Understanding the ideology of guns

Sociologist Jennifer Carlson interviewed 50 gun sellers to find out why so many Americans flock toward firearms.

Jennifer Carlson, who teaches sociology at Arizona State University, is a noted expert on US gun culture. By my count, this is her third full-length work on the subject, in addition to a coedited volume. But this important new book begins in a highly personal way, reflecting a problem with which many of us can deeply identify. Carlson says she writes in part to try to understand the politics of her own late father, from whom she was deeply estranged, at least politically. They couldn’t talk about politics—the divide was too large.

Carlson says that, before her father’s death in 2019, her dad “still managed to vote absentee one last time in Michigan, where his vote counted much more than it would had he cast it in Arizona. . . . On the day that Trump was elected, I was angry that my father couldn’t see the consequences of his vote.” She wonders whether her father would have been all in on everything that happened over the next four years, and everything that continues to happen in the aftermath of the Trump-created crisis after the 2020 election. This book, then, shows a sociologist doing her work to understand what has gone wrong on the American right, motivated by a desire to understand her dead father.

Carlson had me with this introduction, and off we went. The book’s method stems from Carlson’s in-depth interviews with 50 US gun sellers in four states, undertaken during the pandemic. The interviewees are identified for the reader by age and state each time they are quoted. While Carlson also cites progun media sources and other relevant background studies, the interviews are both central and hugely illuminating.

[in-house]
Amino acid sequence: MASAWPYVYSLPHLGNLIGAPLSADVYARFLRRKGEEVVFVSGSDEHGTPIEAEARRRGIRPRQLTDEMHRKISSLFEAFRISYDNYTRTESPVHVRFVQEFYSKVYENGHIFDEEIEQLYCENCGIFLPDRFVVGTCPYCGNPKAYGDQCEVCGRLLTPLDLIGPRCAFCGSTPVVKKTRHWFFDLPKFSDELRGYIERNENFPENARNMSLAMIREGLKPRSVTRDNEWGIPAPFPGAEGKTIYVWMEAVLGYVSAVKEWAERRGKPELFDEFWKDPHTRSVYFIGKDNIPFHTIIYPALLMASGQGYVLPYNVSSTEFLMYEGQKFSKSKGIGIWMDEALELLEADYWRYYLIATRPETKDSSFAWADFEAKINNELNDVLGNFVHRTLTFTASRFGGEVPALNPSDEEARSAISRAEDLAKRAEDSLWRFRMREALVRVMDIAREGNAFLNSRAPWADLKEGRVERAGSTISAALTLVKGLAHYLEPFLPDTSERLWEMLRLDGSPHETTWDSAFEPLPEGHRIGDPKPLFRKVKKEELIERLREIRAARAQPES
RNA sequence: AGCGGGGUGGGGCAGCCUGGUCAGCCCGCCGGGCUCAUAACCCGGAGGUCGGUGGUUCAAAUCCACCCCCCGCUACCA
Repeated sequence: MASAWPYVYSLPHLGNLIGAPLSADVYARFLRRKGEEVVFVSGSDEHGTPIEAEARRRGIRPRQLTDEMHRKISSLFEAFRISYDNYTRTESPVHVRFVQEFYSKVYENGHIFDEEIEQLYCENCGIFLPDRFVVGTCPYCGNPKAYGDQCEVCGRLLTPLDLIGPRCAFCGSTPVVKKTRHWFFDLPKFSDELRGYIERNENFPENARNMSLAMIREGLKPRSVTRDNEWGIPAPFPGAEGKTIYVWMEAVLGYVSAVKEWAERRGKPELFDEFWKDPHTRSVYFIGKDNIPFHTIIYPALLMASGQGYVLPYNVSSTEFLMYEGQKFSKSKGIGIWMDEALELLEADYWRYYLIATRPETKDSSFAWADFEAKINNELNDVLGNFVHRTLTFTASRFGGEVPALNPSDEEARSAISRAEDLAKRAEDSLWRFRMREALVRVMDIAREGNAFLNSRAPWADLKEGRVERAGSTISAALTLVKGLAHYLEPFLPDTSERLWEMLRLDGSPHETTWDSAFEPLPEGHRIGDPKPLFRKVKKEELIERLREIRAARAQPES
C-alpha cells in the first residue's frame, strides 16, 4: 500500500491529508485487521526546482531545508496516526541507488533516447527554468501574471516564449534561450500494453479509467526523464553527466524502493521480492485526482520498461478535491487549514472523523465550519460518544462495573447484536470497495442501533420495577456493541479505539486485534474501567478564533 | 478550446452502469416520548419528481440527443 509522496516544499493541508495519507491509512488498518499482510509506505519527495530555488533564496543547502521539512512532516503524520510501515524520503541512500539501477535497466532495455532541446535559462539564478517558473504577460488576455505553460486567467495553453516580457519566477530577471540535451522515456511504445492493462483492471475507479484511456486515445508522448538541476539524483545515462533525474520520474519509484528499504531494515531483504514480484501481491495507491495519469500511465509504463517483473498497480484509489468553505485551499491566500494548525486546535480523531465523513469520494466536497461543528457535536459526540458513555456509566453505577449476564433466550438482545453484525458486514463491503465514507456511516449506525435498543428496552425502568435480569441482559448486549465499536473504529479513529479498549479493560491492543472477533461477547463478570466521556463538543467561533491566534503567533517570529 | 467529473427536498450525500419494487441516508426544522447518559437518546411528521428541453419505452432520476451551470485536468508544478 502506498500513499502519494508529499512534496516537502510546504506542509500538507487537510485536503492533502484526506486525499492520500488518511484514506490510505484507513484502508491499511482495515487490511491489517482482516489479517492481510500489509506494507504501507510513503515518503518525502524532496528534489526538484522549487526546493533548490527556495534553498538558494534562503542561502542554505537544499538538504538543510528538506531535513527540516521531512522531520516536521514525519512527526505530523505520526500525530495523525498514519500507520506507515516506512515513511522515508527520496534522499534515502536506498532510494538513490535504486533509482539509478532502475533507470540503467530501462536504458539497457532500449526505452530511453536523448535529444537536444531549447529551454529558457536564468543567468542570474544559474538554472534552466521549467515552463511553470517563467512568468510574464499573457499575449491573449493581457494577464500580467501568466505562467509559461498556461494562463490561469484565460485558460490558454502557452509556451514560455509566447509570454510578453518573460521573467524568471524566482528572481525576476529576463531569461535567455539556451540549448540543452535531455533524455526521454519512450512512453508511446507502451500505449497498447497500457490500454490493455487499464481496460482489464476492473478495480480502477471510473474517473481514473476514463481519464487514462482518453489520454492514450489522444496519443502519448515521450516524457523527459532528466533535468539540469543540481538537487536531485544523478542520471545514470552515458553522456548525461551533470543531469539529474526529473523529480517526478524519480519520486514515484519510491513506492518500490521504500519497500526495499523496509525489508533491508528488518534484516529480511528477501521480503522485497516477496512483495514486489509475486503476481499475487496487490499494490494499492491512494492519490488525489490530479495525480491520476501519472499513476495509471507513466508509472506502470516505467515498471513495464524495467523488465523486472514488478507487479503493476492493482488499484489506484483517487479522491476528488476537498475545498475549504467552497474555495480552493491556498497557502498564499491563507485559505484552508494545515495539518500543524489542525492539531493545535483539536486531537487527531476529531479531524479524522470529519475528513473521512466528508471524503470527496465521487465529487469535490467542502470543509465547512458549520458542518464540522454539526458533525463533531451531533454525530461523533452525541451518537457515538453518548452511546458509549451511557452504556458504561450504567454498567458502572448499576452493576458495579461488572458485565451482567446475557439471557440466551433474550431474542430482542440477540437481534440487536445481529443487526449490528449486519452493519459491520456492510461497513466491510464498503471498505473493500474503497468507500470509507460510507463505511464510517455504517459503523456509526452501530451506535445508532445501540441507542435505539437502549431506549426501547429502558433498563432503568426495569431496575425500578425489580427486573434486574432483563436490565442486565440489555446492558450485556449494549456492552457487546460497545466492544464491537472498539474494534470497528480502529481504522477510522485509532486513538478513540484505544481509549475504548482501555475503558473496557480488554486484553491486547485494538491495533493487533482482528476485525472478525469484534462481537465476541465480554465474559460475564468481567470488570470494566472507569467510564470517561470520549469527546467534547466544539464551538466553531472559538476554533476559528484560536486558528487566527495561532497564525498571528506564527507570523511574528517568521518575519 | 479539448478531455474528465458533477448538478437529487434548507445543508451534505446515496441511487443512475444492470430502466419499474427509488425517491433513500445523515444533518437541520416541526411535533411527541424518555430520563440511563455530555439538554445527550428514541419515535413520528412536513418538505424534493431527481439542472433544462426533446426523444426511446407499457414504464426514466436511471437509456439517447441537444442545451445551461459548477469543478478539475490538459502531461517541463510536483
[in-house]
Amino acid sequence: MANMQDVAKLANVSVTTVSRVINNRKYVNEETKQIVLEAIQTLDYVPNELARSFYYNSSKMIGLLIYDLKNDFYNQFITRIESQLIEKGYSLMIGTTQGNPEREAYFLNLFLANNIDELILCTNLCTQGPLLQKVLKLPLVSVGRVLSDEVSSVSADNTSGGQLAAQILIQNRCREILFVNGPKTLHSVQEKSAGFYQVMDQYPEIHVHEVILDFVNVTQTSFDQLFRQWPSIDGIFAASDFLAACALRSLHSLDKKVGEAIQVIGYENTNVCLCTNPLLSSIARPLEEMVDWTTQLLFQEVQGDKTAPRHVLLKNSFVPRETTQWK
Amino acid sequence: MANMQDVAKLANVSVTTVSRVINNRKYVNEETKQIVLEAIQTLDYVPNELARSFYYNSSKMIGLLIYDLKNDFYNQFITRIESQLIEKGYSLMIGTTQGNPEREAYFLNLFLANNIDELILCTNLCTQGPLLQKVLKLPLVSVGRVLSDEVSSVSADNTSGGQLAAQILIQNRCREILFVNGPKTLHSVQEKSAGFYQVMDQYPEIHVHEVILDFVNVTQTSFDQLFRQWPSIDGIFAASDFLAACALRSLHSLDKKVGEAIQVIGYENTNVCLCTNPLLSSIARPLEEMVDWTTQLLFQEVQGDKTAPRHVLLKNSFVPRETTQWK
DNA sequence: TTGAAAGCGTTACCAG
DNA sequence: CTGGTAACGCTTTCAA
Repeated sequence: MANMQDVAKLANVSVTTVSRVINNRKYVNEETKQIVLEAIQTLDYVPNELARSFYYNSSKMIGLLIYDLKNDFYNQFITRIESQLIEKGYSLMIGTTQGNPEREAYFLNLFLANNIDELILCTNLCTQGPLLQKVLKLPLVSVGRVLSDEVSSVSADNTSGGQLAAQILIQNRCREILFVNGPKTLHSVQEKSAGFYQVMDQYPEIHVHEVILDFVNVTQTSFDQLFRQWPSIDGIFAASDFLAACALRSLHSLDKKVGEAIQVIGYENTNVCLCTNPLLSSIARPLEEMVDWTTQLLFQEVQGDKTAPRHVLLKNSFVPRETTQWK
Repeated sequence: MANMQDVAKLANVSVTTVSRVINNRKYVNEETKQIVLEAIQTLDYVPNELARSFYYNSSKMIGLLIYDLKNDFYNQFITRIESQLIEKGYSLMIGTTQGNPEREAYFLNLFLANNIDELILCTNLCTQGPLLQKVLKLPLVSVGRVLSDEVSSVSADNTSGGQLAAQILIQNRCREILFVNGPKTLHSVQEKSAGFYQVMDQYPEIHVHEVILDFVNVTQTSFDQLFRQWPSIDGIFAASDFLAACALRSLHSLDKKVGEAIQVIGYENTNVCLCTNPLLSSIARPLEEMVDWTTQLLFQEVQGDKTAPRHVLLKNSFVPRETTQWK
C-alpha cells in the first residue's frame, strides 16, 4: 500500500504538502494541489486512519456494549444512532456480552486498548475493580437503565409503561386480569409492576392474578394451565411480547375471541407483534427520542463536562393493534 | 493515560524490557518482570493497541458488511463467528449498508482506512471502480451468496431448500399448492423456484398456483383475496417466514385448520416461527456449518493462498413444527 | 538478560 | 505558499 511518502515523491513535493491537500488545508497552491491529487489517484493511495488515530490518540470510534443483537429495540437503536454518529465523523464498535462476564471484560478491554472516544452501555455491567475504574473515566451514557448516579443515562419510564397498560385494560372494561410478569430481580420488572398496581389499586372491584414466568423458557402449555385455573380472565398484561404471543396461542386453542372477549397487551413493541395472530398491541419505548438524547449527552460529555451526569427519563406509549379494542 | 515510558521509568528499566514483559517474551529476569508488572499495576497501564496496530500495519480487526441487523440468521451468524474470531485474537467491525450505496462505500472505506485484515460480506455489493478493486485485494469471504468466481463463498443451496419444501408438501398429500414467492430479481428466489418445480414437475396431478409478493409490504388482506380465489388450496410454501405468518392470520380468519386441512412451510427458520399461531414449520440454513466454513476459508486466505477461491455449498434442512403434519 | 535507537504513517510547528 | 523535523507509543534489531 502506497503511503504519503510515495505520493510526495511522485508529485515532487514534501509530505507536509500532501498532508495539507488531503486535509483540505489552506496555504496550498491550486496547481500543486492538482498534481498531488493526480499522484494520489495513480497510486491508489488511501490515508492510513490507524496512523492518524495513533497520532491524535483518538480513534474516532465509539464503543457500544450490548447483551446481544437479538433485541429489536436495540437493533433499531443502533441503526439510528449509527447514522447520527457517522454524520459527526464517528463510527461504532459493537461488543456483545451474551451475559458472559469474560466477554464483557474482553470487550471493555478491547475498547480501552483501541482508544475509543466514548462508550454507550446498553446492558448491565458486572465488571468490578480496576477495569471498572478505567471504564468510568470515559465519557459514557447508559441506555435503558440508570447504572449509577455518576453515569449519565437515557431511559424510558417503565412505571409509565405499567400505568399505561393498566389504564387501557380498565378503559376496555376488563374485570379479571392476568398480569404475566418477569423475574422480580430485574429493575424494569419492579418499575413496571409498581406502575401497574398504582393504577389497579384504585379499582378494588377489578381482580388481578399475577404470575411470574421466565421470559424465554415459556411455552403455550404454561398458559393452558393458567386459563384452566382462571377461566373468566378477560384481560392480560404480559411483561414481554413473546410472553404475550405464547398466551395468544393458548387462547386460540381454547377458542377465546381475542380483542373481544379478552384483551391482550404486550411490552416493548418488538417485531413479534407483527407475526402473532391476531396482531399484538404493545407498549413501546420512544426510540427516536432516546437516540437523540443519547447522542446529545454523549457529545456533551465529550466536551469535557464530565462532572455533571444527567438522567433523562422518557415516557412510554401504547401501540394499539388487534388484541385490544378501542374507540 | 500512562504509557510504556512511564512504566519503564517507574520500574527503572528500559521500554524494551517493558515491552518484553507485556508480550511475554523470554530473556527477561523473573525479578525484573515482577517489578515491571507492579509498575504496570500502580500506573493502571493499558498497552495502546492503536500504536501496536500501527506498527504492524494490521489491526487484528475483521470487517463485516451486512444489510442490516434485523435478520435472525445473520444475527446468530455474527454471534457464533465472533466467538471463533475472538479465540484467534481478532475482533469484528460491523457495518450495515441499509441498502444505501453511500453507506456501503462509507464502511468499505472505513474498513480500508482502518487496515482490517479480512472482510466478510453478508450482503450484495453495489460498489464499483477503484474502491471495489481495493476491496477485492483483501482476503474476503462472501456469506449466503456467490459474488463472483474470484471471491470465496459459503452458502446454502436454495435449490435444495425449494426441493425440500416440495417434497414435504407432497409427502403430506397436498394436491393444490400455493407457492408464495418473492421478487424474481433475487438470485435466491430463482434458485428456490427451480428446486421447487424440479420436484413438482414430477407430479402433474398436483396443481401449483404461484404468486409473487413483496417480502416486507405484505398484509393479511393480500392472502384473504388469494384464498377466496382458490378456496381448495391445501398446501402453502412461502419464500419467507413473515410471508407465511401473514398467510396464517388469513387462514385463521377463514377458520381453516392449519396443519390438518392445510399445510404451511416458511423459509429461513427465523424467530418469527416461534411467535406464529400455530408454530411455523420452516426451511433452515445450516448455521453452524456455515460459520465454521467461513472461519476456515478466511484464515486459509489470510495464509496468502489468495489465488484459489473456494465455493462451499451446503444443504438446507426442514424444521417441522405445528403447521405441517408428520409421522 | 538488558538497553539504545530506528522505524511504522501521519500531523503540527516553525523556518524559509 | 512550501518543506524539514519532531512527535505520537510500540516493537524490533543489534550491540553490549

The book’s context is the surge in gun sales during the epic days of 2020 and thereafter. The convergence of the pandemic, the George Floyd murder and consequent protests, the 2020 elections, and the January 6 insurrection triggered massive gun sales. These sales moved beyond the typical conservative White male buyers to include many other segments of the population, all of whom felt threatened in different ways by contemporary events. Carlson shows that in most states during the pandemic, gun shops were treated as essential services and were not shut down by pandemic regulations, at least not for long. At a time when it felt like US society was rocked to its foundations, more and more Americans found solace and comfort in their guns.

The book’s purpose is not just to document these remarkable developments but to examine the ideology about guns that sellers brought into their encounters with customers during this fateful period—and to ask what this reveals about contemporary right-wing ideology, including that edge of it that is moving away from support for democracy.

Carlson’s discovery is that this pro-gun ideology consists of three pillars: armed individualism, conspiracism, and partisanship. Armed individualism “positions guns as the solution to both government overreach and government underreach.” Conspiracist thinking—about the pandemic, government responses, gun legislation, you name it—“stood to undermine liberal democracy by stigmatizing collective action as either too spontaneous to take seriously or so well-organized as to be suspicious.” Extreme partisanship directed by conservative gun sellers against liberals “took shape not as principled disagreement among political equals but rather as an impulse to stigmatize, pathologize, and even dehumanize political adversaries.”

Carlson concludes by labeling “contemporary gun politics” as “the canary in the coal mine of American democracy,” a revelation of extreme libertarianism and the growing antidemocratic illiberalism that is destabilizing American culture and politics. Gun culture and its purveyors, therefore, are impor­tant for Carlson not just in themselves and because of their epically awful results, but as a window into the forces that threaten to unravel our society and our democracy. This book is a must-read for all who seek to understand those forces. 

David P. Gushee

David P. Gushee teaches Christian ethics at Mercer University in Georgia and Vrije Universiteit in Amsterdam. His forthcoming book is Defending Democracy from Its Christian Enemies.

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